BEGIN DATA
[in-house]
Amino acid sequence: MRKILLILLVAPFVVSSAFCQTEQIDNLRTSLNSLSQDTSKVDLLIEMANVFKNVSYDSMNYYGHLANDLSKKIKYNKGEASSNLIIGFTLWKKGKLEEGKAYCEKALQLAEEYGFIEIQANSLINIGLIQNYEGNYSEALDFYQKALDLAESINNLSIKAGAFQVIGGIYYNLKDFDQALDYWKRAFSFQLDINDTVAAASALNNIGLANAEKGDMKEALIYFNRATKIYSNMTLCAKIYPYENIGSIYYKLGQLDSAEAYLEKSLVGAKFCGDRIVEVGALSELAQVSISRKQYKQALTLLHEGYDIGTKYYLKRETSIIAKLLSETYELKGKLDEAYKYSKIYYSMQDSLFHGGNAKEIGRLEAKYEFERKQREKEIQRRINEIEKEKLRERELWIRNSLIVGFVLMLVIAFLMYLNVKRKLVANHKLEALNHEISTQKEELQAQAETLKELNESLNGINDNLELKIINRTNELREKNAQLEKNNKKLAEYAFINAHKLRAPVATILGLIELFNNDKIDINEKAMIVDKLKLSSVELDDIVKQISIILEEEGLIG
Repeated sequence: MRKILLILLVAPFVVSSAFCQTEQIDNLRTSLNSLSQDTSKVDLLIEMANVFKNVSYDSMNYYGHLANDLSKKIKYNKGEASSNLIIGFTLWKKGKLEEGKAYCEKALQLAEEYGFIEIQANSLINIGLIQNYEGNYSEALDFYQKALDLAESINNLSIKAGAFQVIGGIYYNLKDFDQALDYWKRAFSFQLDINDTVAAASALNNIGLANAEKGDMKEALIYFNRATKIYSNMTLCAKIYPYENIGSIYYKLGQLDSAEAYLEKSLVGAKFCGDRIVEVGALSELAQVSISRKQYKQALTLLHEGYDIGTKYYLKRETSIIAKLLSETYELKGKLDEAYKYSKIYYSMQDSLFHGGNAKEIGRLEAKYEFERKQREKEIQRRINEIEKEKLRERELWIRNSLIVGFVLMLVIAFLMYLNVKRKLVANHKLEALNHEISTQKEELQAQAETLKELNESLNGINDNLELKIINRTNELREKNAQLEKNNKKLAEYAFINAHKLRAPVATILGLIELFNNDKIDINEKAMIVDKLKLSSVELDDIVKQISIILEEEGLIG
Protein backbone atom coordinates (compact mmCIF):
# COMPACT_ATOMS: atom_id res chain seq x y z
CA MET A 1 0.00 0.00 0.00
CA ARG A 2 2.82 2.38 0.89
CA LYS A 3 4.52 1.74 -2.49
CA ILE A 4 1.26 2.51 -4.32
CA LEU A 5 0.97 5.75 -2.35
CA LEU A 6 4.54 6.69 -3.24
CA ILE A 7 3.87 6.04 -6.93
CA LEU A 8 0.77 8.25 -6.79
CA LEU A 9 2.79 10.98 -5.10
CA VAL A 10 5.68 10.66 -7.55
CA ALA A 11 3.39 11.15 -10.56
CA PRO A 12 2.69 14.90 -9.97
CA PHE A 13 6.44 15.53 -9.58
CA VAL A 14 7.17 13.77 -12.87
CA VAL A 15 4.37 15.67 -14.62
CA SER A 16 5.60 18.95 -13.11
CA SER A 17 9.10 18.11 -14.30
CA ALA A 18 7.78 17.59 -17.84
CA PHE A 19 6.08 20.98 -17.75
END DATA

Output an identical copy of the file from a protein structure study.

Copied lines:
[in-house]
Amino acid sequence: MRKILLILLVAPFVVSSAFCQTEQIDNLRTSLNSLSQDTSKVDLLIEMANVFKNVSYDSMNYYGHLANDLSKKIKYNKGEASSNLIIGFTLWKKGKLEEGKAYCEKALQLAEEYGFIEIQANSLINIGLIQNYEGNYSEALDFYQKALDLAESINNLSIKAGAFQVIGGIYYNLKDFDQALDYWKRAFSFQLDINDTVAAASALNNIGLANAEKGDMKEALIYFNRATKIYSNMTLCAKIYPYENIGSIYYKLGQLDSAEAYLEKSLVGAKFCGDRIVEVGALSELAQVSISRKQYKQALTLLHEGYDIGTKYYLKRETSIIAKLLSETYELKGKLDEAYKYSKIYYSMQDSLFHGGNAKEIGRLEAKYEFERKQREKEIQRRINEIEKEKLRERELWIRNSLIVGFVLMLVIAFLMYLNVKRKLVANHKLEALNHEISTQKEELQAQAETLKELNESLNGINDNLELKIINRTNELREKNAQLEKNNKKLAEYAFINAHKLRAPVATILGLIELFNNDKIDINEKAMIVDKLKLSSVELDDIVKQISIILEEEGLIG
Repeated sequence: MRKILLILLVAPFVVSSAFCQTEQIDNLRTSLNSLSQDTSKVDLLIEMANVFKNVSYDSMNYYGHLANDLSKKIKYNKGEASSNLIIGFTLWKKGKLEEGKAYCEKALQLAEEYGFIEIQANSLINIGLIQNYEGNYSEALDFYQKALDLAESINNLSIKAGAFQVIGGIYYNLKDFDQALDYWKRAFSFQLDINDTVAAASALNNIGLANAEKGDMKEALIYFNRATKIYSNMTLCAKIYPYENIGSIYYKLGQLDSAEAYLEKSLVGAKFCGDRIVEVGALSELAQVSISRKQYKQALTLLHEGYDIGTKYYLKRETSIIAKLLSETYELKGKLDEAYKYSKIYYSMQDSLFHGGNAKEIGRLEAKYEFERKQREKEIQRRINEIEKEKLRERELWIRNSLIVGFVLMLVIAFLMYLNVKRKLVANHKLEALNHEISTQKEELQAQAETLKELNESLNGINDNLELKIINRTNELREKNAQLEKNNKKLAEYAFINAHKLRAPVATILGLIELFNNDKIDINEKAMIVDKLKLSSVELDDIVKQISIILEEEGLIG
Protein backbone atom coordinates (compact mmCIF):
# COMPACT_ATOMS: atom_id res chain seq x y z
CA MET A 1 0.00 0.00 0.00
CA ARG A 2 2.82 2.38 0.89
CA LYS A 3 4.52 1.74 -2.49
CA ILE A 4 1.26 2.51 -4.32
CA LEU A 5 0.97 5.75 -2.35
CA LEU A 6 4.54 6.69 -3.24
CA ILE A 7 3.87 6.04 -6.93
CA LEU A 8 0.77 8.25 -6.79
CA LEU A 9 2.79 10.98 -5.10
CA VAL A 10 5.68 10.66 -7.55
CA ALA A 11 3.39 11.15 -10.56
CA PRO A 12 2.69 14.90 -9.97
CA PHE A 13 6.44 15.53 -9.58
CA VAL A 14 7.17 13.77 -12.87
CA VAL A 15 4.37 15.67 -14.62
CA SER A 16 5.60 18.95 -13.11
CA SER A 17 9.10 18.11 -14.30
CA ALA A 18 7.78 17.59 -17.84
CA PHE A 19 6.08 20.98 -17.75